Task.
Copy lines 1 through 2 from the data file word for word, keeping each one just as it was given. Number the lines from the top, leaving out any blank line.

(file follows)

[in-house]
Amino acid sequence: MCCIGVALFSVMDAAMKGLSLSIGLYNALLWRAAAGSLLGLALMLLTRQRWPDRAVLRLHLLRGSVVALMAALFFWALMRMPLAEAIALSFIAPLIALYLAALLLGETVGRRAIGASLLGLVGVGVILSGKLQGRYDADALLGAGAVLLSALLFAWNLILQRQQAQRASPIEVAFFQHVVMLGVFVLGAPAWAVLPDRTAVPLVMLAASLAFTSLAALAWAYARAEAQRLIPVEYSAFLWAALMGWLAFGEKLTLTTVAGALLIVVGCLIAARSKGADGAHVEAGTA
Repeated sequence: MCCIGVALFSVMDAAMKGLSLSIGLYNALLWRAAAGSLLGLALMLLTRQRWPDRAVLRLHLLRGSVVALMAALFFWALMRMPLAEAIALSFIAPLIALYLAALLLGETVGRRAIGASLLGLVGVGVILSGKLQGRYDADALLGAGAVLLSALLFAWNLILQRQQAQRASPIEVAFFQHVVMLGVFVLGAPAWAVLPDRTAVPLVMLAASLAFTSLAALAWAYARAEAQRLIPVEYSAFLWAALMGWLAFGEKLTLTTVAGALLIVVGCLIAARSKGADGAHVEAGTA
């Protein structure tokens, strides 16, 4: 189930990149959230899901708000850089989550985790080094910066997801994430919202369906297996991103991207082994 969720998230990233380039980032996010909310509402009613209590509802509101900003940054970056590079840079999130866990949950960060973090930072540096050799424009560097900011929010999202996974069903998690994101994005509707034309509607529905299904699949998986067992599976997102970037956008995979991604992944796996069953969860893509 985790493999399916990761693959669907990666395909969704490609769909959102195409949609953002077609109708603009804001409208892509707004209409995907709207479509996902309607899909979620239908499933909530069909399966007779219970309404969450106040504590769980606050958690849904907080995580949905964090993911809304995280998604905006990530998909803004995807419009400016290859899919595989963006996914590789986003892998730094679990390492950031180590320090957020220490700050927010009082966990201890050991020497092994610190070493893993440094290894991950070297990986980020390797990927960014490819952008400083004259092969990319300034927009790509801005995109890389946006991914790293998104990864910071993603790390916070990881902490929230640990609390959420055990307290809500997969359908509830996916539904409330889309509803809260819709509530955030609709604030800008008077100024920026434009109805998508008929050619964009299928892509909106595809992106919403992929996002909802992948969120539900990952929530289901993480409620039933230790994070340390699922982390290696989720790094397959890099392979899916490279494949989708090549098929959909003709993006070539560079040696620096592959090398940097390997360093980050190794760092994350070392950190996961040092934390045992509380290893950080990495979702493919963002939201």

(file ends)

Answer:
[in-house]
Amino acid sequence: MCCIGVALFSVMDAAMKGLSLSIGLYNALLWRAAAGSLLGLALMLLTRQRWPDRAVLRLHLLRGSVVALMAALFFWALMRMPLAEAIALSFIAPLIALYLAALLLGETVGRRAIGASLLGLVGVGVILSGKLQGRYDADALLGAGAVLLSALLFAWNLILQRQQAQRASPIEVAFFQHVVMLGVFVLGAPAWAVLPDRTAVPLVMLAASLAFTSLAALAWAYARAEAQRLIPVEYSAFLWAALMGWLAFGEKLTLTTVAGALLIVVGCLIAARSKGADGAHVEAGTA